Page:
Once a dog has heartworm, it can be treated, but the treatment is costly, painful, and dangerous. Lynn had already been treated at the shelter with her first injection of melarsomine, an organic arsenical chemotherapy agent used to kill heartworms. Dogs with heartworm typically have three melarsomine injections, spaced out by 4-6 weeks to ensure that worms in all life stages are killed and that the dog is cured.
Side effects of melarsomine injections include pain, swelling and tenderness, fever, lethargy, loss of appetite, vomiting, gagging, lung conjestion, and depression. After dogs are treated, the dead worms can become more dangerous and the risk of sudden death increases. The need for exercise restriction is increased immediately following the treatments as well.
After Lynn had been with us for a few weeks, she was due at the shelter vet for her second injection. The plan was to administer the second injection on a Wednesday morning and keep her at the shelter clinic overnight for observation. She would have her third, and hopefully final, injection the next day, Thursday. If she appeared well enough to go home, we could pick her up Thursday evening.
After the treatment, Lynn would need another 6-8 weeks of exercise restriction, and it would be months before she could be tested for heartworms and hopefully deemed cured.
I took Lynn and Livie for a slow walk before we headed to the shelter. I had fallen in love with Lynn, despite her destructive, goofy habits, and was worried for her. I felt awful loading her wagging self into the car, her not knowing what the plan was.
I felt worse dropping her off at intake. She politely greeted everyone there, but followed me when I headed toward the door. The leash grew taut and she leaned against it. Oh, my heart!
I headed right over to adoptables to walk some dogs. I needed the shelter pups to distract my mind from the painful procedure that Lynn was undergoing.
The following video includes a good explanation of heartworm treatment and shows a dog receiving the injection to treat heartworm.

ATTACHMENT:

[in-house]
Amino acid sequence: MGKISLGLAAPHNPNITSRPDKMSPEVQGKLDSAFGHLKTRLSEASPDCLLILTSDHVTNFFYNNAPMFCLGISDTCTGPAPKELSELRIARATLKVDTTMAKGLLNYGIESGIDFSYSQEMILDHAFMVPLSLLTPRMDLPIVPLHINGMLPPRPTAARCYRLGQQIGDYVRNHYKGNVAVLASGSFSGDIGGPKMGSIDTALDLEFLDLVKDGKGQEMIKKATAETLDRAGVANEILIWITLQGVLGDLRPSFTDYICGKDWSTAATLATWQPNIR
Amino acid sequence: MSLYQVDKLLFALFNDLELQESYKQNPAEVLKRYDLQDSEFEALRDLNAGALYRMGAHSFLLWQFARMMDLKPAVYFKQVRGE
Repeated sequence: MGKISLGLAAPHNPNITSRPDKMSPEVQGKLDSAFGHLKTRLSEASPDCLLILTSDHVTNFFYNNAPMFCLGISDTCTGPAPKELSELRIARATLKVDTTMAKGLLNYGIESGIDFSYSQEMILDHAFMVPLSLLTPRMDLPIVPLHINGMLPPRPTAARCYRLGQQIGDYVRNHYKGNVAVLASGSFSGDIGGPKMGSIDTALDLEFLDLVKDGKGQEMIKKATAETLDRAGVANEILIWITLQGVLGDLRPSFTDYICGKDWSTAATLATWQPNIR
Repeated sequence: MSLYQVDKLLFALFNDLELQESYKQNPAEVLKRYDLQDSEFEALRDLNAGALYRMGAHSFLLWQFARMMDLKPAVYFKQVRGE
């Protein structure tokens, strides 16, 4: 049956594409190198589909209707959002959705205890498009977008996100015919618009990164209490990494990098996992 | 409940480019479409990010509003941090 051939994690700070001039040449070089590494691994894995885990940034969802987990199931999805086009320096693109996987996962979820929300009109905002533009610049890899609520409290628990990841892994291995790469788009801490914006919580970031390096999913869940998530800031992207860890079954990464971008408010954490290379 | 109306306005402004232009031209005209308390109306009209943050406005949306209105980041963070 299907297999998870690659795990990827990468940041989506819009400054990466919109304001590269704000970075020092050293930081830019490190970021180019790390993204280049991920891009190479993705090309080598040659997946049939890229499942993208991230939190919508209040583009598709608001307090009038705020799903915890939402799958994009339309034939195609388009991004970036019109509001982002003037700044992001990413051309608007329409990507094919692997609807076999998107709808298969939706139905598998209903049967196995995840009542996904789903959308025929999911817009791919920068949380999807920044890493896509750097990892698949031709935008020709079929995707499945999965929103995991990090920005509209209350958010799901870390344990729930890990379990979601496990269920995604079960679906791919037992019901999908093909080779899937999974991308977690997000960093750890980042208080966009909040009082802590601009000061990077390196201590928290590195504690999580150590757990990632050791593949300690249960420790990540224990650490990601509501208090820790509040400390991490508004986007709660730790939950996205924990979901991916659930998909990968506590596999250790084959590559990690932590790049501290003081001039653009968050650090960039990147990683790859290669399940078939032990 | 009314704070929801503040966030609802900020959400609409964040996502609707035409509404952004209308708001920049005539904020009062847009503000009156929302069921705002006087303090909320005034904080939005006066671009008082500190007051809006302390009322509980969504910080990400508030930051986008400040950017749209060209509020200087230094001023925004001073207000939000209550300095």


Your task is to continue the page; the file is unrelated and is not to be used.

I got a call that afternoon. The injection had gone well, and while Lynn was not her usual boisterous self, she was awake and okay. Whew!
We snuggled Livie a little extra that night. We also relaxed a little. While hosting Lynn was rewarding and amazing, it was also a lot of work. I missed her, but I have to admit, it was also a relief to have that bit of respite from constant alertness.
The next afternoon, we got the green light to pick Lynn up. Yay!
The kids and I hurried to the shelter. Our girl greeted us enthusiastically and I had to remind the kids not to pet her along her back where she had received the injection. Lynn wasn’t complaining, but I knew from my readings that she was in pain.
We were sent home with some pain medicines, antibiotics, and steroids (meant to reduce her body’s reaction to the other drugs).
Lynn was really low key Thursday evening. She seemed alert and happy, and she was interested in dinner and Livie, but she was walking more slowly and had less pep in her step. I had been advised to keep her really calm over the next couple days and to watch for warning signs, like coughing or gagging, that indicated that heartworms had become lodged in her arteries. Now that Lynn knew us well and felt settled at our home, I felt confident that we could keep her calm. She was well on her way to a successful heartworm recovery.
Please, please, please…give your beloved dog a heartworm preventive!
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